All materials submitted for making a part are inspected by shop staff. I use my judgment to determine whether a material is suitable for manufacturing. I make no judgment as to whether a part will function in a design. The shop is only concerned with manufacturing a part to meet the specifications of the supplied print. I reserve the right to decide due to safety and practicality.

The DLC Lab is asked many times to supply “scrap” for use in making a part. I would like to ask, if your project is important, why are you asking for trash to be used in making your component? Often times scrap takes additional time to whittle and force into an acceptable part. This additional time is expensive in terms of manpower and tooling availability. I reserve the right to shut down any project using “scrap”. Please take this into consideration when looking at available materials.

Work Orders

Work orders shall be submitted through the DLC website. If materials are not submitted when the work order is submitted, the work order will be placed on hold until I have time to figure out what is going on…

Work orders are prioritized as follows:

    1. Educational Support
    2. Funded Research
    3. Un-Funded Research
    4. Other

See also the Work Order Priority Policy. We aim to complete most parts in one to three days within this priority framework. The shop does its best but please give us time to succeed.

If you have any questions, email the We will do our best to answer.

DLC Engineer

DLC Shop – Computer resources

We have some pretty good resources in the college of engineering. Like anything high powered you have to take the time to learn how to drive them.

Many students look at the CAD packages we have available and decide that they don’t have enough time to learn and to be proficient with them. I would argue that college is the perfect time to learn. Pretty trite huh?

You see, we have students come into the shop many times not knowing how to use some of the more useful packages we have here. They then spend hours tying up a machine while they try to learn on the fly… This is frustrating for others who are in need of a specific computer to get their job done.

In Engineering Hall room 216 is a computer lab containing some pretty good computational resources. Look them over and practice your craft.

-My 2 cents. – An Engineer


DLC Shop Notes – Do It Yourself

Do It Yourself
From the DLC website:

The Stan Jaskolski Discovery Learning Center Laboratory provides a fully equipped, on-site machine shop for design and production of prototypes, test fixtures or complex objects. It is where students get the job done.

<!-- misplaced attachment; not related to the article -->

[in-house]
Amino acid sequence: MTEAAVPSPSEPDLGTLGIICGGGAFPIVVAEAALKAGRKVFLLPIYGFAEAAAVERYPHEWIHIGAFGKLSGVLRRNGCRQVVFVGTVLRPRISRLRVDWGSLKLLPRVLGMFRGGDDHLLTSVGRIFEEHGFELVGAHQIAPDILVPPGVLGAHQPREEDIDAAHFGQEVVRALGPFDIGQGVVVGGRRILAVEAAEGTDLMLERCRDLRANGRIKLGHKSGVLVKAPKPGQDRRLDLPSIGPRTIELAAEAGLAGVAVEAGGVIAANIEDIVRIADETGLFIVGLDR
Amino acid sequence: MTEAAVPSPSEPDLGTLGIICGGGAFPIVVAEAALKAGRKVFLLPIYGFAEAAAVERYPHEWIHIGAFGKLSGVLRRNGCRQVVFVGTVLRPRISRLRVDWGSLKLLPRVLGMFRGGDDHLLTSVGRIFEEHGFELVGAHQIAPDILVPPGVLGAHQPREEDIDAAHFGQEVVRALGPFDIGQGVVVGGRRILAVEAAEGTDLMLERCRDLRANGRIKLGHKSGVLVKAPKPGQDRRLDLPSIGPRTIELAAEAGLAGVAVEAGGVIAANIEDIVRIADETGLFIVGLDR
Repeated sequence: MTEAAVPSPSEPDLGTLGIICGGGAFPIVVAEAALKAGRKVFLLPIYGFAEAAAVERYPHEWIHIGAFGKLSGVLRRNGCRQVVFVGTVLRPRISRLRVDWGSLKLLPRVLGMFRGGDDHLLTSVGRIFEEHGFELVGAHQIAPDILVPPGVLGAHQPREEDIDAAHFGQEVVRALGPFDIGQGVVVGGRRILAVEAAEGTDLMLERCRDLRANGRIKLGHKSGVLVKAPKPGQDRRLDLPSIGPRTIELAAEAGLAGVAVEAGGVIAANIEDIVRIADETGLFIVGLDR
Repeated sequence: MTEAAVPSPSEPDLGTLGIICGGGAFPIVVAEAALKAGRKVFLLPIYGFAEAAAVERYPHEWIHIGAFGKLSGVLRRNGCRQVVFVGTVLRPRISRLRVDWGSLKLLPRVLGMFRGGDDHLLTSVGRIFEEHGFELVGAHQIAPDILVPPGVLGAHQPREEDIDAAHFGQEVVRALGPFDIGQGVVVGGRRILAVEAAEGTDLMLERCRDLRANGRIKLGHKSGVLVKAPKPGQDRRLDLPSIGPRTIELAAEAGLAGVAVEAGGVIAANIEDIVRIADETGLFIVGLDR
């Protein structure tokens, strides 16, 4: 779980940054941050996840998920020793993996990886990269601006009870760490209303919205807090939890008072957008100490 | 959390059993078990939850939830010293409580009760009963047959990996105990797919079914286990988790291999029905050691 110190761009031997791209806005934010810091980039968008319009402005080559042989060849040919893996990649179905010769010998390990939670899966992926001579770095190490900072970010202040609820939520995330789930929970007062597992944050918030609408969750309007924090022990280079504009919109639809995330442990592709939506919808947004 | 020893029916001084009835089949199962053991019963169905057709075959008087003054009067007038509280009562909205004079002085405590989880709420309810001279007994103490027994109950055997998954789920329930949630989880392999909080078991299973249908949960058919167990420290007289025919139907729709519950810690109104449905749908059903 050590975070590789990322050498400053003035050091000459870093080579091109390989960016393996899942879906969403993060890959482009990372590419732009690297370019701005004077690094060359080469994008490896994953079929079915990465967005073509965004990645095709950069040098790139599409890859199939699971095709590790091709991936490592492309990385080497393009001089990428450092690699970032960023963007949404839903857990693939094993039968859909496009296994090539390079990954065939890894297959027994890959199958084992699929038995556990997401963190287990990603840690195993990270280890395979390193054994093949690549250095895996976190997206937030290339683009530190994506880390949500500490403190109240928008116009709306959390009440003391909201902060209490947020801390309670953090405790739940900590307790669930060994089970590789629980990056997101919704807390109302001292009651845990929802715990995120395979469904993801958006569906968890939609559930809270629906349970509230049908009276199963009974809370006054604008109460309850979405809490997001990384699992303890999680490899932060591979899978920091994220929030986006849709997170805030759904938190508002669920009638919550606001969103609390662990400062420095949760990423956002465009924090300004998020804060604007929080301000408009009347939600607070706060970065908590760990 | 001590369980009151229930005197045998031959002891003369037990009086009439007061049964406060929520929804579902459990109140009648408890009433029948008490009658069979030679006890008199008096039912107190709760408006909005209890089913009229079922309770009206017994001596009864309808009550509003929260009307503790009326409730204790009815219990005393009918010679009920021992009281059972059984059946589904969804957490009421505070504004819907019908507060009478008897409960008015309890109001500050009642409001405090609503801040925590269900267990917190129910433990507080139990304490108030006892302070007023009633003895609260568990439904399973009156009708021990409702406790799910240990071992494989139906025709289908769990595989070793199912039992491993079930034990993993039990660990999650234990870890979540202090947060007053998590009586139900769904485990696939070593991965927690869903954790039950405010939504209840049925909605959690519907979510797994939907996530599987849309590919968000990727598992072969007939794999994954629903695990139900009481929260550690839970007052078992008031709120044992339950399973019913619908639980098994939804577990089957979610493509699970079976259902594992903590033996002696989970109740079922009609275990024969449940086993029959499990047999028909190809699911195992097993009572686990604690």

There are two requirements prior to using our gear for your project.
Shop training certification to operate the machine tools
– Create a print or write up a process sheet for the work you will be doing

The DLC Lab is used by other students, faculty and staff, so it is crucial to allow sufficient time in build timeline to complete your project.

Contact the Operations Engineer for an appointment to discuss the project and tooling needs.

Shop training certification is required for anyone using the DLC Lab Shop. The level of training depends on the equipment needed for the project. Shop training is only done in the Fall semester. Mastering this machine tool equipment takes time and practice. Plan your schedule accordingly.

No “training” assistance or “help” will be given during a DIY project. Training assistance given to one student during a DIY make causes reduced attention to the rest of the shop. The shop machinist job duties require them to be constantly vigilant when multiple students are in the shop. The machinist will decide if they are available to assist.

You will be monitored during a DIY while in the shop.  The process sheet or print will be required for anyone asking questions of the shop machinist. Prior to the start of any job, DLC Lab staff will be glad to assist students in selection of the proper tooling to safely and accurately complete a job. We encourage preplanning a job.

The tool crib may check out hand tools to those that do not have any training. Powered hand tools will be made available at our discretion.

DLC Labs – 3D printing

3D prototyping

The DLC Lab has three Dimension 3D prototyping machines.